(There were many other measurements related to mitochondrial function and concentration done in this study—too many to discuss in detail, so I will only briefly mention them where warranted.)
Before proceeding to the results, it’s helpful to put the exercise intervention in context. Exercise intensity of 95% of VO2max is hard! For instance, most people can only maintain 90% of VO2max for an average of 14 minutes and 100% of VO2max for just 6 minutes. Training studies aimed at increasing VO2max in well-trained athletes use a 4 x 4-minute interval at 95% of VO2max three times per week (for a total of 48 minutes per week). That’s about half of the moderate training condition in the current study. The excessive training, 152 minutes a week at 95% of VO2max, is likely not sustainable for more than a week or two. Furthermore, most elite athletes spend very little time at intensities close to VO2max. As an ultra-running coach and exercise physiologist, to me, the exercise protocol used here looks like an acute overtraining stimulus, well beyond what elite athletes do.
📈 What It Found
Increasing the exercise training duration from low (LT) to moderate (MT) to excessive training (ET) did increase the overall mitochondrial concentration in the muscle. However, when the authors isolated those mitochondria from muscle biopsies and put them through their own mini workout in a petri dish, the mitochondria’s ability to utilize oxygen decreased after the ET week, but not the other weeks of training. The decrease in function was about 40% and confirmed their previous result, in which seven days of high-intensity interval training in 14 days decreased mitochondria function.
The subjects also took an OGTT after each week of training. The OGTT entails drinking about 12 ounces of liquid containing 75 grams of glucose and measuring blood glucose over 90-120 minutes. In this study, the authors measured the total area under the curve (AUC) or cumulative glucose levels. After the ET week, subjects had an 11% increase in AUC—higher than the other weeks of training. The authors write:
“We found that glucose area under the curve (AUC) was unaltered during the first part of the intervention (from 600 ± 29 at BL to 589 ± 22 mmol/L/min after LT) but were strikingly increased (my emphasis) to 658 ± 23 mmol/L/min during ET.”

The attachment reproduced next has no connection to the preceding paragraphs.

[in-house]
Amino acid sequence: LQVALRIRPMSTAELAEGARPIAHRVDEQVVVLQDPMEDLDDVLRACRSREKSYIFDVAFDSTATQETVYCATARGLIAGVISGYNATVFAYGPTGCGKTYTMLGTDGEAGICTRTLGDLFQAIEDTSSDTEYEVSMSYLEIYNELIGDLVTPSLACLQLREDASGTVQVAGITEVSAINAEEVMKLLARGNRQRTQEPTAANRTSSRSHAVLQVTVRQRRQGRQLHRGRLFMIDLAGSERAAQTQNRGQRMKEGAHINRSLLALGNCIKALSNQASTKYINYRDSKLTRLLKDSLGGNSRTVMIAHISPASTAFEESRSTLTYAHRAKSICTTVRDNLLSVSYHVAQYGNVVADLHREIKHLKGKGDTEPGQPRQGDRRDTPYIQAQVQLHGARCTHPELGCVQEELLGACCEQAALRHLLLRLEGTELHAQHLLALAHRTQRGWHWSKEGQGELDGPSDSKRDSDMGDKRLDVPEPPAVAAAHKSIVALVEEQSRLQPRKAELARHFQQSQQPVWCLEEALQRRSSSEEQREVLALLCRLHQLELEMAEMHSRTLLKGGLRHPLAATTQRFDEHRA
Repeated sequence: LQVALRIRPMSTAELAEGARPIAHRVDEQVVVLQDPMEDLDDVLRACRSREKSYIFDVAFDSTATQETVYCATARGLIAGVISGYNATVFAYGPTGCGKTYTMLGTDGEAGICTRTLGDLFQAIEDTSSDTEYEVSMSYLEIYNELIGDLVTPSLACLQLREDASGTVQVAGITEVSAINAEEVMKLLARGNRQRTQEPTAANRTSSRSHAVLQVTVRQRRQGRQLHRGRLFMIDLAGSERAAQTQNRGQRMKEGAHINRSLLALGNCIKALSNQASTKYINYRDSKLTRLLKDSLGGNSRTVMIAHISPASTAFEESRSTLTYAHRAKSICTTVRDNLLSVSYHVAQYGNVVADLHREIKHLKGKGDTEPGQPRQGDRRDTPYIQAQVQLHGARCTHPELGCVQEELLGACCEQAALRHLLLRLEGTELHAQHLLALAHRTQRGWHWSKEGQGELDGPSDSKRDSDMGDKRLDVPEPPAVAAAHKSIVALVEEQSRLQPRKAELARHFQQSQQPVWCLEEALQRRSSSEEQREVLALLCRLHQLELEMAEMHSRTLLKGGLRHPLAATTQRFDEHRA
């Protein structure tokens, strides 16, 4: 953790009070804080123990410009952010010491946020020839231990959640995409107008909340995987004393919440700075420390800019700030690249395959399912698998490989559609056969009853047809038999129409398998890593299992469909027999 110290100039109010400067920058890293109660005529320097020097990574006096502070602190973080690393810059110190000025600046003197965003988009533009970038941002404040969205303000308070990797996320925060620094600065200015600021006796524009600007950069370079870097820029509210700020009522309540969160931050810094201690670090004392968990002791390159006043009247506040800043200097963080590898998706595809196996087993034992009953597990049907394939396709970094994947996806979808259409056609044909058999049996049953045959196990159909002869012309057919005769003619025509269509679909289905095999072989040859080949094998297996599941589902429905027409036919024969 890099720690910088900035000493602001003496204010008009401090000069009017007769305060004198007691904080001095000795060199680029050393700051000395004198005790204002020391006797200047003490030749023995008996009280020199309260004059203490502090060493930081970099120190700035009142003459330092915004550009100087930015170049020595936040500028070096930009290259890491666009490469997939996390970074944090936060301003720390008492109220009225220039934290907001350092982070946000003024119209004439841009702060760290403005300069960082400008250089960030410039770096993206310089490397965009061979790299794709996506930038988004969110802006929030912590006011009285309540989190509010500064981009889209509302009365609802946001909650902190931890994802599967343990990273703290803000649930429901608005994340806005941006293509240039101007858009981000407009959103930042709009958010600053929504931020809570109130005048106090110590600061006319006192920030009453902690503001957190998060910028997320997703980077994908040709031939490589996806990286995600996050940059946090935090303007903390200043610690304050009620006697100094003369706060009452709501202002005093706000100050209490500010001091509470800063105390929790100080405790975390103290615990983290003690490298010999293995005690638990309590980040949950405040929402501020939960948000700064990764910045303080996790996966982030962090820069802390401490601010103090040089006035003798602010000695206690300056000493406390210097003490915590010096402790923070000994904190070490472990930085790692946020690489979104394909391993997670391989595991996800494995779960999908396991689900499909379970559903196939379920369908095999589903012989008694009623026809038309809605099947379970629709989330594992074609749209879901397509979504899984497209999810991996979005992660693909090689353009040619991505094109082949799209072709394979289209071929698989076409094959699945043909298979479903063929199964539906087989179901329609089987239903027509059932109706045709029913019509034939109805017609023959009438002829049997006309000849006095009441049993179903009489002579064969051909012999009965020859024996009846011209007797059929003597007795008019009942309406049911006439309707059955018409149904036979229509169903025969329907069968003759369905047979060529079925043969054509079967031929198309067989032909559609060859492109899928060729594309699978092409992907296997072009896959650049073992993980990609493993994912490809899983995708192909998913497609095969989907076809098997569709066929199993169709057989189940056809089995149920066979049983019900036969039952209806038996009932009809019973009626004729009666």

Subjects also had their insulin levels measured during the OGTTs, since one of insulin’s primary functions is to help lower blood glucose and return it to homeostasis. Insulin’s impact on lowering blood glucose is dependent on insulin sensitivity in the peripheral tissues (skeletal muscle, fat, and liver), the amount of insulin secreted from the beta-cells in the pancreas, and the clearance of insulin from the liver before reaching the periphery.
During ET, there were no changes in insulin sensitivity and the total insulin secreted (as measured by C-peptide). If the subjects were more insulin resistant—an early marker of metabolic dysfunction—you would expect to see increased insulin levels with the higher glucose AUC. However, the study showed the opposite: a 20% lower insulin area under the curve following the ET training compared to the moderate training volumes. One interpretation is that the OGTT increase during ET is not from insulin resistance and thus likely not related to early metabolic dysfunction.
Alternatively, the authors see that ET caused more insulin to be “cleared” by the liver before circulating to the rest of the body. The authors did not discuss or speculate on the reason for this enhanced clearance only during ET. However, in looking at other research, exercise (particularly the more prolonged exercise like you would have after the ET) does increase insulin clearance. A study in healthy Japanese men found that increased insulin clearance was associated with increased insulin sensitivity, counter to the idea that ET causes metabolic dysfunction. Others speculate that insulin clearance is related more to diet and energy balance, which were not measured in this study.
In the experiment measuring glucose profiles of 15 elite athletes versus 12 regularly active people, both had 24-hour average glucose of 100 mg/dL, which is considered healthy and normal. However, the elite athletes spent more time (42 minutes a day) above blood glucose of 160 mg/dL than non-elite subjects (21 minutes a day). However, the study does not provide any information about these subjects’ current or past exercise or diets. We know that high-intensity exercise can increase blood glucose levels and elite endurance athletes also need a lot of carbohydrates to sustain their high-intensity training, which can also increase blood glucose levels transiently. Either high-intensity exercise or diet might explain the elevated results in the elite athletes.